In this post, guest author Vittorio Lora talks us through how he developed the idea for and ultimately built Beamsolver.com. A structural engineer by training, Vittorio has pivoted in his career to focus more on software development. But he couldn’t shake the desire to build the analytical beam calculator that he would have found so helpful as a student. Parameterised structural analysis problems are notoriously difficult to solve algorithmically. Unlike numerical problems, solution techniques based on linear algebra just don’t scale well. Vittorio explains how it was actually the simple techniques we all learn first that ultimately unlocked the problem.
Welcome to this quick start guide on how to use the 3D truss analysis toolbox. In this tutorial, we’ll work through the solution of a sample 3D space frame (pin-jointed) structure. We’ll determine reaction forces, axial forces and nodal displacements. By the end of this tutorial, you’ll be comfortable using the toolbox to analyse your own structures. In the video accompanying this tutorial, we’ll also use the Blender modelling template file provided to model and analyse a structure from scratch. Like the 2D toolbox, students in particular, should find it helpful as a quick and easy tool for generating structural response data.
Learning how to use mathematics and mechanics to analyse structural behaviour is among the most challenging topics student engineers struggle with. Yet, for an engineer, particularly one involved in the analysis and design of structures, a firm grounding in fundamental structural behaviour is essential. In this post, I want to provide a complete structural analysis guide – a roadmap for learning structural analysis from the beginning; what to study, in what order and why.
This is a quick start guide for our free online truss calculator. Follow this short text tutorial or watch the Getting Started video to quickly orientate yourself with this handy free tool. We’ll walk through the process of analysing a simple truss structure. By the end, you’ll be comfortable using the truss calculator to quickly analyse your own truss structures. Students, in particular, should find it helpful as a quick and easy tool to test manual solutions against.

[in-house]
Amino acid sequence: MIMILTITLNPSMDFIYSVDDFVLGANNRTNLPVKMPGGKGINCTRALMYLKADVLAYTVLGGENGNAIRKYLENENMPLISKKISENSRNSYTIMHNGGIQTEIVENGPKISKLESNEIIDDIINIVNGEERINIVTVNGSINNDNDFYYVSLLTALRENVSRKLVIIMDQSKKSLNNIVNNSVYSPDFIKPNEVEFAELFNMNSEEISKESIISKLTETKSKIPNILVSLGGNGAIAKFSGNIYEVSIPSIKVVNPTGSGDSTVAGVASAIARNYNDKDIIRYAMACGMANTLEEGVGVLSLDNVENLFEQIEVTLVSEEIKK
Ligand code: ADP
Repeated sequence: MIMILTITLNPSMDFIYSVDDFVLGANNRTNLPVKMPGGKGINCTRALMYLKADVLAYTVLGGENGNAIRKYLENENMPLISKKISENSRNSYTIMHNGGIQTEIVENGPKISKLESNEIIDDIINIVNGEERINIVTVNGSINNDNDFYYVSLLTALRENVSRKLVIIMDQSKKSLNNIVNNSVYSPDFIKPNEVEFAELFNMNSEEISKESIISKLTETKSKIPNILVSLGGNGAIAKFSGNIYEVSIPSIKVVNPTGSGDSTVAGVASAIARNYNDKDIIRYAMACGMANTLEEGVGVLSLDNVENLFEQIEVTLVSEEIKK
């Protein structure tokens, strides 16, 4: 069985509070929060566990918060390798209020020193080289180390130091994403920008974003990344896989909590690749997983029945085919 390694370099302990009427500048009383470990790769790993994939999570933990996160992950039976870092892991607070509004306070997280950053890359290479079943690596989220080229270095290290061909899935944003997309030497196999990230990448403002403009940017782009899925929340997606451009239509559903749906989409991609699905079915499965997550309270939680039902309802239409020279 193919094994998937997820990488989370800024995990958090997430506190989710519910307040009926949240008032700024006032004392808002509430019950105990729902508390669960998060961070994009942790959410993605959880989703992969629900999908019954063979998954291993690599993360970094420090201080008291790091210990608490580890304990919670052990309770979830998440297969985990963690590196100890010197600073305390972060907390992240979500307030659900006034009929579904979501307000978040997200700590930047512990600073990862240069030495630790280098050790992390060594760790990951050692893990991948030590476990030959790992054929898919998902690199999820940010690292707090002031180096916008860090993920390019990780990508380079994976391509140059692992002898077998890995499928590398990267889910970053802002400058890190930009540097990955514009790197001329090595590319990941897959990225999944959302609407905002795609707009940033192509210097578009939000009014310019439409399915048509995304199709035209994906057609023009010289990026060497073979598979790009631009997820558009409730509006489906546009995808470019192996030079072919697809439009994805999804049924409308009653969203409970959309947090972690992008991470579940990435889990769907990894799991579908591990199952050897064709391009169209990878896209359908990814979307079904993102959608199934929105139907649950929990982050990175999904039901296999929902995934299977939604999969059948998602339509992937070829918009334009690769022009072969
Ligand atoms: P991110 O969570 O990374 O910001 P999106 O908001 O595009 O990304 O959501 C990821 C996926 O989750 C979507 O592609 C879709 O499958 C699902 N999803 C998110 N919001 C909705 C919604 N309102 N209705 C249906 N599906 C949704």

In this project, we’ll build a beam deflection calculator that can generate beam deflections by directly integrating the bending moment diagram. The technique we’ll use for calculating deflection in this project is not limited to statically determinate structures, although you will need a complete bending moment diagram to integrate. This project builds on our previous Shear Force and Bending Moment Calculator project. So at the end of this project, the final result will be a complete beam analysis code that calculates beam reactions, shear forces, bending moments and deflections.
In this tutorial we examine the Direct Stiffness Method and work our way through a detailed truss analysis. By the end of this complete introduction, you should understand the basic ideas behind why the method works, how to implement it for truss analysis and you should understand the power and scalability of the technique. Once understood, the direct stiffness method opens the door to structural analysis of large scale complex structures.
In part two of this tutorial series we’ll consider how to analyse the lateral stability of a multi-storey structure with an asymmetrical arrangement of stabilising elements. Asymmetrically propped structures undergo twisting or rotation about the centre of stiffness in addition to direct lateral translation. We will consider how to determine the additional forces induced by this twisting. Finally we’ll compare our hand analysis results to a simple finite element analysis model.